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Socialism has again come to signify for large numbers the possibility of a real alternative to the status quo – Laura Smith

“The establishment’s fear is the fact that large numbers of people are looking for something better than the neoliberal consensus that has dominated politics for so long.”

Laura Smith

We are pleased to publish below Laura Smith’s speech script from our recent event on In Attacking Corbyn, the Establishment is Waging War on Socialism

In 2017 I won the seat for Crewe and Nantwich-a seat that they say is key for whether or not you can form a government. Back then it felt amazing, and we could see on the doors the positive response towards our policies, and more than anything people were sick and tired of the status quo. Fast forward 2 ½ years and the truth was the whole thing was a total mess up here and Labour had lost trust on the doorstep.

This was mainly because of Brexit, without a shadow of a doubt. People had hooked on to what they saw as the offer of change and anti-establishment unbelievably from the tories.

But guess what. If you throw mud at something for long enough that mud will stick.

That’s what had happened with Jeremy Corbyn. 2 years of constant briefing the press, and character assassination had worked. My answer to people on the door who were hateful towards Jeremy was always to try and get them back on to the policies, and explain what was presented about him was not the person that I knew.

But it didn’t matter. I also know full well that some MPs were quite happy canvassing and criticising Jeremy. It was constant throughout my time in Parliament. How can you expect others to vote Labour if that is the way we portray ourselves? Now we need justice with regards to the labour leaks and accountability not hypocrisy.

Of course, this whole thing has been incredibly personal towards Jeremy and I have no idea how he or his family have coped. The reality is it will happen to anyone who sets out to change things in favour of the many and this is why it is so key that solidarity and collective building is fundamental. And do you know what? It hasn’t been, and we have to learn from this and do better. We all have to accept our failure in this as well – socialism always had to be more than about parliament and more than just getting a leader. It has to be about a united and focused grassroots.

For us as socialists, the establishment’s fear is the fact that large numbers of people across the west are looking for something better than the neoliberal consensus that has dominated politics for so long. But the rising popularity of socialism demands more than just cheerleading and if we do not bring people along with us we will just end up preaching to the converted. The fact is the public are on the side of keyworkers, decent education, access to jobs and housing. People are ambitious but they are deprived opportunity.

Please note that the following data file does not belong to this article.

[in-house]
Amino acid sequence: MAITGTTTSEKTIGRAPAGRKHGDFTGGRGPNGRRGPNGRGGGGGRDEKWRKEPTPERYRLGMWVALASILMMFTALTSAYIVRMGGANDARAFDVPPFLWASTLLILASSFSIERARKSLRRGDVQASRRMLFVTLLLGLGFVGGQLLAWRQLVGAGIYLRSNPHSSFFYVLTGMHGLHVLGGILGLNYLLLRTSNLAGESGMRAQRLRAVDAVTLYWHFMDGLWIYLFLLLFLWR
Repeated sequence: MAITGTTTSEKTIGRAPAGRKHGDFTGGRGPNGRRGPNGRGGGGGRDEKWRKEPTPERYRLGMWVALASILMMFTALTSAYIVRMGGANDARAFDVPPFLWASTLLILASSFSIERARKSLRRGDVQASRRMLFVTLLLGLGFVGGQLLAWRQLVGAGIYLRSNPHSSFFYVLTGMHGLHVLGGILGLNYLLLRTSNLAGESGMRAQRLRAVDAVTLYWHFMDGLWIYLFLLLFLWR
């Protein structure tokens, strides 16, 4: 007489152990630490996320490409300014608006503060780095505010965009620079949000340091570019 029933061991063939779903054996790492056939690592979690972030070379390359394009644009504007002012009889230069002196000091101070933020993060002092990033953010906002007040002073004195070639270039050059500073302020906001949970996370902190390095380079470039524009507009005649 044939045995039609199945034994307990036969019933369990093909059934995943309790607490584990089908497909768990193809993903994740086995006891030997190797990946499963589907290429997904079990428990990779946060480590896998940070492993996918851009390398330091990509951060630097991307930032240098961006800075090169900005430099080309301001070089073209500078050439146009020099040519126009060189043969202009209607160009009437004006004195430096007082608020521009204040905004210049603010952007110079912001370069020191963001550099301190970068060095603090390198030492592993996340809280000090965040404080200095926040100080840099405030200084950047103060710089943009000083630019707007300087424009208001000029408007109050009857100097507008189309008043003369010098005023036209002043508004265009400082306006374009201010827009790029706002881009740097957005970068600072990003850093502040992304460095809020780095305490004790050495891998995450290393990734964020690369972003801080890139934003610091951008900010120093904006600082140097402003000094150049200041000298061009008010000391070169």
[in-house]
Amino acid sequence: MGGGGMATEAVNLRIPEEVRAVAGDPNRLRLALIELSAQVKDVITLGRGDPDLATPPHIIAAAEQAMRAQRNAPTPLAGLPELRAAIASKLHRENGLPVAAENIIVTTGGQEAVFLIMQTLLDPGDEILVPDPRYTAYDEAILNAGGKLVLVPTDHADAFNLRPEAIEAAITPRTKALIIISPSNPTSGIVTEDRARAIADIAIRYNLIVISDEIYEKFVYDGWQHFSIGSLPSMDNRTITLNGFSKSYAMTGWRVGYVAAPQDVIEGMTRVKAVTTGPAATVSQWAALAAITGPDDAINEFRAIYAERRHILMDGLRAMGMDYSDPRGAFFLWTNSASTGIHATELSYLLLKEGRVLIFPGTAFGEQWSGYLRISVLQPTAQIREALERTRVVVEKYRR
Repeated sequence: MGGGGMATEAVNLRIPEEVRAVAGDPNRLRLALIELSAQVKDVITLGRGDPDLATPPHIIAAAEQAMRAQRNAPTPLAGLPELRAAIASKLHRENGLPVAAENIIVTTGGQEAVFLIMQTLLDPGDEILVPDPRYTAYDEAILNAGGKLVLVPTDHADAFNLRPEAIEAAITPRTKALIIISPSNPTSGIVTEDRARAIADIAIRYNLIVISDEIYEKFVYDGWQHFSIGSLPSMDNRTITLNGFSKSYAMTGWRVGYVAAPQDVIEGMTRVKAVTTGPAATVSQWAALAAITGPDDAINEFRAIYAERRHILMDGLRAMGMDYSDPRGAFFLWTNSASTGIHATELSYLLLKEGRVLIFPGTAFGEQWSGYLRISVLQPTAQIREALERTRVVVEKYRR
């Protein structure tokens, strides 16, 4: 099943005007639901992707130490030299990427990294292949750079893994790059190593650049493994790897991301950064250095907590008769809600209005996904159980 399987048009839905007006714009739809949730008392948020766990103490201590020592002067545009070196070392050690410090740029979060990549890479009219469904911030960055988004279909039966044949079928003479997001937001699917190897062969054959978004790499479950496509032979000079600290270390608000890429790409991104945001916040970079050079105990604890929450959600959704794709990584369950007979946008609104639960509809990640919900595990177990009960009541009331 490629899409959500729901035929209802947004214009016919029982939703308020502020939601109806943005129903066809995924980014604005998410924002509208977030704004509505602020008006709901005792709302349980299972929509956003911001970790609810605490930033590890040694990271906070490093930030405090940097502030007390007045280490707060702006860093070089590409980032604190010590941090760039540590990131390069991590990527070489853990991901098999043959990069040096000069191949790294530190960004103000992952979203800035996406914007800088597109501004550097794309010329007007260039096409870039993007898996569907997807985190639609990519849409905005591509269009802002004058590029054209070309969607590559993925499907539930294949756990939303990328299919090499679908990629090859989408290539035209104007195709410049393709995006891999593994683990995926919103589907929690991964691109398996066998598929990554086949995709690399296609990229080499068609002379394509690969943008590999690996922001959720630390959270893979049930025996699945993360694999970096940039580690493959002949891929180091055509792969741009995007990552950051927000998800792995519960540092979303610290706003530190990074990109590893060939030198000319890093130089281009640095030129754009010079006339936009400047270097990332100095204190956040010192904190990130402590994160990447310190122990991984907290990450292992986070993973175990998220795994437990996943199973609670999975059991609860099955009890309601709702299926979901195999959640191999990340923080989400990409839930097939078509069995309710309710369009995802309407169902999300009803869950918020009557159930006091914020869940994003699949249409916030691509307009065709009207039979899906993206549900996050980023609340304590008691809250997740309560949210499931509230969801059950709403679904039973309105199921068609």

There is a myth of modern democracy that it was handed down from on-high. In fact, the ruling class resisted extending the franchise at every turn – and it was socialists who fought them for the right to vote.

We should reject faux-radical pronouncements that dismiss voting as inconsequential and, instead, merge the fight for universal suffrage with the fight for socialism and radical democracy. We need to sort out local democracy and empower our communities.

Mass disenfranchisement is still deeply rooted in the country’s political system. Unless people start to feel and see a reason to engage they won’t. Politics has to be about people and not about big business, Parliamentary shenanigans and protecting something that hasn’t worked for the vast majority of people.

In the decade since the 2008 global financial crisis, and in the context of a rapidly escalating climate emergency, millions of people have begun to challenge the legitimacy of a capitalist system that has singularly failed to offer them a secure future. And socialism, once considered a relic of history, has once again come to signify for large numbers the possibility of a real alternative to the status quo.